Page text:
I found the best way to provide extra force and control when whittling with a non-lock blade knife is to push from the joint where the knife folds into the handle. This way you don’t risk pushing on the blade and closing it on your hand.

If you have a locking knife, this may not apply to you. I myself prefer using locking blades as I have had one too many knives close up on my fingers while using them.

Protect Your Fingers

Whenever I’m using a folding knife, both locking and non locking, I like to wrap my pointer finger in some athletic tape or just something to prevent it from getting cut.

If you have something protecting your pointer finger, you can both prevent the knife from cutting you if it closes on you and you can sometimes choke up on the knife a little for a bit more control for detailed work.

You can also use tape or a finger guard. I use athletic tape and slide it on and off, after using it I just wrap it around the knife and put it in my pocket.

Small Shallow Cuts

Since quite a few pocket knives aren’t designed specifically for whittling, you may have to adjust how much wood you try and cut off in each pass.

I find that focusing on making smaller shallow cuts with my pocket knives prevent me from accidentally taking too much wood off in one pass and help compensate for the lack of precision that a small and thin whittling knife offers.

This part is completely up to you. If you feel comfortable taking larger cuts do it. This is merely a suggestion that has helped me when using general purpose pocket knives.

Use a Knife That Fits Your Hands

If you are going to be whittling for a while, you will want to use a knife that is comfortable to hold an can be easily manipulated.

Using small pocket knives are harder to hold on to can both be a safety issue and prevent you from making smooth controlled cuts in the wood. I have had one too many small pocket knives slip in my hands causing injuries or falling on the ground and getting damaged.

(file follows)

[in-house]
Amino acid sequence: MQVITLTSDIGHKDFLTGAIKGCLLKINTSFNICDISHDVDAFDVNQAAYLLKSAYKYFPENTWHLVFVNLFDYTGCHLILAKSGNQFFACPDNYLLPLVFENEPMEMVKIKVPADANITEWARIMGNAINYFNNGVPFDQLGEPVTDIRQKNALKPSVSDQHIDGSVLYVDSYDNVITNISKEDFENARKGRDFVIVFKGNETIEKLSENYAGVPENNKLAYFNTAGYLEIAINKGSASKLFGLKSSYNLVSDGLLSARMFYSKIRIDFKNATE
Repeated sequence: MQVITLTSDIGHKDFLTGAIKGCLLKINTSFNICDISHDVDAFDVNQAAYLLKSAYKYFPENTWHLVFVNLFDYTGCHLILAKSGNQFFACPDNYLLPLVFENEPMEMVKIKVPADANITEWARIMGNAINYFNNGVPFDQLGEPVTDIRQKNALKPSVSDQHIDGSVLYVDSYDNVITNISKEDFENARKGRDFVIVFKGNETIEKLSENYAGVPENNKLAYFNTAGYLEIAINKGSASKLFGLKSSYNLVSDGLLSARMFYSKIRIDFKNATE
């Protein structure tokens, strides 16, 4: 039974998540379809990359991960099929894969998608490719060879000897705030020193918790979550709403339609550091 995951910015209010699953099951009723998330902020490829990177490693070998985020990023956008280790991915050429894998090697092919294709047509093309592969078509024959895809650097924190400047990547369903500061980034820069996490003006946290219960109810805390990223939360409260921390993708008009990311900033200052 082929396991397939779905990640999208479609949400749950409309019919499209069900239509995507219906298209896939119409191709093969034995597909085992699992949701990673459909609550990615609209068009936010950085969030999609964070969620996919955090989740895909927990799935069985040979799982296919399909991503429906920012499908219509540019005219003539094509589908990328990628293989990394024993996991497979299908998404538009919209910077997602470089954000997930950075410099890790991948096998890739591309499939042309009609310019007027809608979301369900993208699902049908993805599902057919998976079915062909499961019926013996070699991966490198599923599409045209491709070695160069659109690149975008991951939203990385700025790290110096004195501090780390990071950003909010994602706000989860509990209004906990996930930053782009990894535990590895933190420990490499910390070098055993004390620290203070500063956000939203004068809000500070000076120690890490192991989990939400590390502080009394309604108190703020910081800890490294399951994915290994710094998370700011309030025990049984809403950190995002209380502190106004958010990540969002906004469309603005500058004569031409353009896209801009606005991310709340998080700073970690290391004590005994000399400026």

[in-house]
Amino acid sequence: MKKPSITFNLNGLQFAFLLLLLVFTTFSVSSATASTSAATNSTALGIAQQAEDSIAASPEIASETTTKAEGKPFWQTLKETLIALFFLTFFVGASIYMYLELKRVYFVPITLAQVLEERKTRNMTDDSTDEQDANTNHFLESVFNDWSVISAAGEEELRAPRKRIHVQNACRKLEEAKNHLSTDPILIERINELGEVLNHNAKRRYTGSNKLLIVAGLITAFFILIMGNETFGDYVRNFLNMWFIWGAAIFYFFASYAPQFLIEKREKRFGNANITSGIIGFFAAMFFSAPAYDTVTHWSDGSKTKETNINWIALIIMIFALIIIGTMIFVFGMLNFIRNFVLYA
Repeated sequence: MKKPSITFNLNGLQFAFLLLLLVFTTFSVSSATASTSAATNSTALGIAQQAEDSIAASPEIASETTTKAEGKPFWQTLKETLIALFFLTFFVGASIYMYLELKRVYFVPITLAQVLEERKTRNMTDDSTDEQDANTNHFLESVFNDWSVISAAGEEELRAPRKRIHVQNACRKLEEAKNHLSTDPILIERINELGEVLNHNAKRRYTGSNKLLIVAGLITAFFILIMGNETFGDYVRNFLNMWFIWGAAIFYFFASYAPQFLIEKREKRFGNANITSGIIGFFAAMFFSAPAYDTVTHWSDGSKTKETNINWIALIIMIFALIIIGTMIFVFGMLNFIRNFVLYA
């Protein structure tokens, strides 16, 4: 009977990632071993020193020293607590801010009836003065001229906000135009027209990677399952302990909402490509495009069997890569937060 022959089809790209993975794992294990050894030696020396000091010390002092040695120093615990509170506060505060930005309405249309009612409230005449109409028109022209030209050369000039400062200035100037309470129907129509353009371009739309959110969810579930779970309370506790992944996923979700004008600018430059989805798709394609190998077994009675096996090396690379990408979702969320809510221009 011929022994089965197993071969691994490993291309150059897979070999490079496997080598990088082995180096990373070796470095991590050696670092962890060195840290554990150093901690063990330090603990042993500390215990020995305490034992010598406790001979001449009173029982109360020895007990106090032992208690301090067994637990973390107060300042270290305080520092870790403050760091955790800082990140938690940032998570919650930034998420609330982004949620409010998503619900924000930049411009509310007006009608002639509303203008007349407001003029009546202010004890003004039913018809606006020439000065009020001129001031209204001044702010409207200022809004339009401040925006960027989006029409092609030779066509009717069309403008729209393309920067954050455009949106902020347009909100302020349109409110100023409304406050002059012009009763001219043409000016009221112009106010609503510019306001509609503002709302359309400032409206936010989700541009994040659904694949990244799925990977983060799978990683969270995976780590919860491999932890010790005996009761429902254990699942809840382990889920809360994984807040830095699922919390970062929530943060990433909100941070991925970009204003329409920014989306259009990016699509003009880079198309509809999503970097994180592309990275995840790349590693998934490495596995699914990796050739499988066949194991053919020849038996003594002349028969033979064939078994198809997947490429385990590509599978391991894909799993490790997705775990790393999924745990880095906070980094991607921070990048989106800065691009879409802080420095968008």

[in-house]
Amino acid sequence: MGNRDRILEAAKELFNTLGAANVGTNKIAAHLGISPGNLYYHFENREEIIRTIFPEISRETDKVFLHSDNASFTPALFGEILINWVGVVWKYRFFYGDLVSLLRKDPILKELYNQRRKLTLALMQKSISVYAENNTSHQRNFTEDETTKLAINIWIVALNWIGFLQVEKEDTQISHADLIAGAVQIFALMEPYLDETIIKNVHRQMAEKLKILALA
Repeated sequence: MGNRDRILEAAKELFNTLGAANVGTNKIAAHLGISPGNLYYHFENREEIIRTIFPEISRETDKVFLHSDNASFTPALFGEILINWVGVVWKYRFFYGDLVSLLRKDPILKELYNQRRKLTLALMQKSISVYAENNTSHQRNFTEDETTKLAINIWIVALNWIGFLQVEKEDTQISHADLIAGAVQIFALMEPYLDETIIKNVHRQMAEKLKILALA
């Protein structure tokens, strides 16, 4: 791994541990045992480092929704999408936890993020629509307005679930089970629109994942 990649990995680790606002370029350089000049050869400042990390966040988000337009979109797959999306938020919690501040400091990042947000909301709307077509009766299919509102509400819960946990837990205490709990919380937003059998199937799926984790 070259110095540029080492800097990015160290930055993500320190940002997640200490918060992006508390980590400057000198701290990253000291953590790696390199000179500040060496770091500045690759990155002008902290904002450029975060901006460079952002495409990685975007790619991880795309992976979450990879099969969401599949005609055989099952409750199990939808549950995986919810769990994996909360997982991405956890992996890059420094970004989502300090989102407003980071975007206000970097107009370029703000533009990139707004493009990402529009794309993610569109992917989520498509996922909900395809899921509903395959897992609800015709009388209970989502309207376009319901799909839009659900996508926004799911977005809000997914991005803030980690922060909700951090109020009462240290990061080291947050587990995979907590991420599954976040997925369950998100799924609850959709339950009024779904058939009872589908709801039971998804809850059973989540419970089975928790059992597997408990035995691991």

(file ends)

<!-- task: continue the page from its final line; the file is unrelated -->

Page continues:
I like my knife handles to be able to extend the width of my hand so that I can maintain a secure hold with all of my fingers wrapped around it. If the knife can only reach from your pointer finger to your ring finger, it may still work but you may loose some control and dexterity.

Make Use of All of the Tools in Your Pocket Knife

For those of you using a multi tool or swiss army knife, you may have access to a bunch of other tools in the knife besides just the cutting blade itself.

If your knife comes with a wood saw, file, or even a chisel (or something you can turn into one) make use of it to save time and reduce hand fatigue.

Of all the tools in my pocket knives and multi-tools that I carry with me every day, I use the small wood saw and serrated knives the most to remove excess wood and roughly shape the figure I am working on before using the knife.

Doing this will help you maintain your sharp cutting knife for whittling and not prematurely wear it down before you even get to the details.

If you are ready to start whittling, check out my One Stop Whittling Resource Page for more information.

Brian Carver

A long time carving enthusiast that enjoys carving wood and stone. The main person behind the Carving is Fun website and YouTube channel. Always has way to many carving tools and is willing to try new and exciting carving projects!